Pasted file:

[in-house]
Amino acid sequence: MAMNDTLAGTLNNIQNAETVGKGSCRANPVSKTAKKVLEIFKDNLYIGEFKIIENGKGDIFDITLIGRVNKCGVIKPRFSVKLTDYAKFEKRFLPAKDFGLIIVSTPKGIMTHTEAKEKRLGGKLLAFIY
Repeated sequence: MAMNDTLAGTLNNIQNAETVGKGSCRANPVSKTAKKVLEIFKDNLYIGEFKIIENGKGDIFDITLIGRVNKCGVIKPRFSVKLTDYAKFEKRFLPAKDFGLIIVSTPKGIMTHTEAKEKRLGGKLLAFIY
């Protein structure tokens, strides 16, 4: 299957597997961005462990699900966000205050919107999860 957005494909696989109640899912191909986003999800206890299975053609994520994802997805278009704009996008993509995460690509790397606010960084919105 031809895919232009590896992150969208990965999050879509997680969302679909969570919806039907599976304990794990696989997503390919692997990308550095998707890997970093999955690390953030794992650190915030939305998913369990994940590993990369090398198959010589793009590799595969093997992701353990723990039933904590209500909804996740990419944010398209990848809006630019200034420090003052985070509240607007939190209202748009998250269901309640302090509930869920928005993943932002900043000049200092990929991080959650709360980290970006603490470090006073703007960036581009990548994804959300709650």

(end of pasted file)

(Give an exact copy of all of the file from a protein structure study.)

[in-house]
Amino acid sequence: MAMNDTLAGTLNNIQNAETVGKGSCRANPVSKTAKKVLEIFKDNLYIGEFKIIENGKGDIFDITLIGRVNKCGVIKPRFSVKLTDYAKFEKRFLPAKDFGLIIVSTPKGIMTHTEAKEKRLGGKLLAFIY
Repeated sequence: MAMNDTLAGTLNNIQNAETVGKGSCRANPVSKTAKKVLEIFKDNLYIGEFKIIENGKGDIFDITLIGRVNKCGVIKPRFSVKLTDYAKFEKRFLPAKDFGLIIVSTPKGIMTHTEAKEKRLGGKLLAFIY
């Protein structure tokens, strides 16, 4: 299957597997961005462990699900966000205050919107999860 957005494909696989109640899912191909986003999800206890299975053609994520994802997805278009704009996008993509995460690509790397606010960084919105 031809895919232009590896992150969208990965999050879509997680969302679909969570919806039907599976304990794990696989997503390919692997990308550095998707890997970093999955690390953030794992650190915030939305998913369990994940590993990369090398198959010589793009590799595969093997992701353990723990039933904590209500909804996740990419944010398209990848809006630019200034420090003052985070509240607007939190209202748009998250269901309640302090509930869920928005993943932002900043000049200092990929991080959650709360980290970006603490470090006073703007960036581009990548994804959300709650």